4 - Locate and determine the size of barriers, if any, immediately around the area. A high reconnaissance is flown at approximately 500 feet above the surface; however, a higher altitude may be required in some helicopters. A general rule to follow is to ensure that sufficient altitude is available at all times to land into the wind in case of engine failure. This means the greatest altitude will be required when headed downwind. A 45° angle of observation will generally allow the best estimate of the height of barriers, the presence of obstacles, the size of the area, and the slope of the terrain. Safe altitudes and airspeeds should be maintained and a forced landing area should be kept within reach whenever possible.

The approach path should be generally into the wind and over terrain that minimizes the time that the helicopter is not in reach of a forced landing area. If by flying at an angle to the wind, a forced landing area can be kept in reach, then do so. Having a forced landing area available is more important than to fly directly into the wind, especially if the wind is not too strong. The decision should be made as to the type of approach that will be made. If at all possible, a normal approach should be made; however, if there are high barriers, a steeper approach will be required.


In the low reconnaissance, verify what was seen in the high reconnaissance and check for anything new that may have been missed. Check especially for wires, slopes, and small crevices because these are especially difficult to see from a higher altitude.

A low reconnaissance begins shortly after entry to the approach and ends at touchdown. During this time, objects on the surface can be better identified and the height of barriers, if any, better estimated. The view of the approach path is greatly improved. The approach should be as close to a normal approach as possible. If new information warrants a change in flightpath or angle of descent, it should be made; however, if a major change in angle of descent is required, a go-around should be made. If a decision to go around is made, it should be done prior to losing effective translational lift.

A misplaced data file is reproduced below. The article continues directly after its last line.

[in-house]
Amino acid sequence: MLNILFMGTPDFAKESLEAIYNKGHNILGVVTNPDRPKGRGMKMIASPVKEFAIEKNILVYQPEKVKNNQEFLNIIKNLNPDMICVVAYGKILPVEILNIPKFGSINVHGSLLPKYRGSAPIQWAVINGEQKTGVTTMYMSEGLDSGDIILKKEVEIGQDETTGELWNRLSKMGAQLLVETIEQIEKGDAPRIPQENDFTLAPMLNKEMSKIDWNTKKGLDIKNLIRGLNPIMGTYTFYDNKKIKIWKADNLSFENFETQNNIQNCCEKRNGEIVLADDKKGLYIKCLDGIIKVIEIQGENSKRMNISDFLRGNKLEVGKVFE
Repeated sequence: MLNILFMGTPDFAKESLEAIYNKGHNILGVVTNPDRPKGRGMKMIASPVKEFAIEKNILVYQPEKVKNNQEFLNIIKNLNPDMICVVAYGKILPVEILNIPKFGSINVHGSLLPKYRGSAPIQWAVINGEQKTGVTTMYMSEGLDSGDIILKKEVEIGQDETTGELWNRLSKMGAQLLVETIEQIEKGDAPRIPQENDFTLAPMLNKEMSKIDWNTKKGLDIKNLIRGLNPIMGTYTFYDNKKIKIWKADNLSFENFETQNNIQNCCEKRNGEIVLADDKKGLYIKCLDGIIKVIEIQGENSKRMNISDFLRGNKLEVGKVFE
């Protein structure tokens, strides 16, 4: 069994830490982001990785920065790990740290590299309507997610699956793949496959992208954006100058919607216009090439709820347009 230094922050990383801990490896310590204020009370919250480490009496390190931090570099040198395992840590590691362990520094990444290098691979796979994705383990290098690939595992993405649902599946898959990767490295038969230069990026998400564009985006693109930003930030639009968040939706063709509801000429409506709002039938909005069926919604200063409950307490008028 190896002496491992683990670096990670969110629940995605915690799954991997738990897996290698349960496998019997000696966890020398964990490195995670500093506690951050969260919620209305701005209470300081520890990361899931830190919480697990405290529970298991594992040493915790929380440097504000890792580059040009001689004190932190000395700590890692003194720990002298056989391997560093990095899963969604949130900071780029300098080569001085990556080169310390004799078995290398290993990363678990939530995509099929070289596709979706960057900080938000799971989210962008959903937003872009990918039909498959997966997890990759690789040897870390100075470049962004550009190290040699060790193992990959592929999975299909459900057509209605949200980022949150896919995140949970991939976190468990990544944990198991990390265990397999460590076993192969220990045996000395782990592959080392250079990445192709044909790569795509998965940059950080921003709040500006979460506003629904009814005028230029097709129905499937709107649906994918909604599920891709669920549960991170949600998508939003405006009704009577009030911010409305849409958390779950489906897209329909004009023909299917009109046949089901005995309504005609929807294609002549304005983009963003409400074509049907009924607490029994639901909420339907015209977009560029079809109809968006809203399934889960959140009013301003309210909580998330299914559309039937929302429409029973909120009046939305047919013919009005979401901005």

If a decision is made to complete the approach, the termination should normally be to a hover so the landing point can be carefully checked before the landing is made. Under certain conditions, however, it may be desirable to terminate the approach to the surface. Whether terminating at a hover or on the surface, once the helicopter is on the surface, operating RPM should be maintained until the stability of the helicopter is checked to be sure of a secure and safe position.


Before takeoff, a ground reconnaissance is made to determine the type takeoff to be performed, to determine the point from which the takeoff should be initiated to ensure the maximum amount of available area and, finally, how to best get the helicopter from the landing point to the proposed takeoff position.

The first thing to check is the wind. If the engine is running, walk a sufficient distance from the helicopter to ensure that the downwash of the blades does not interfere. Dust or grass may be dropped and the direction observed in which they are blown.

The next step is to go to the downwind end of the available area and mark a position for takeoff so that the tail and main rotors will have sufficient clearance from the obstructions, if any, behind the helicopter. A sturdy marker such as a heavy stone or log should be used so it will not blow away.

If wind conditions and available area permit, the helicopter should be brought to a hover, turned around, and hovered forward from the landing position to the takeoff position. Under certain conditions, sideward flight to the takeoff position may be necessary. If rearward flight is required to reach the takeoff position, reference markers should be placed in front of the helicopter in such a way that a ground track can be safely followed to the takeoff position and so the pilot can see the marker for the takeoff position without going beyond it.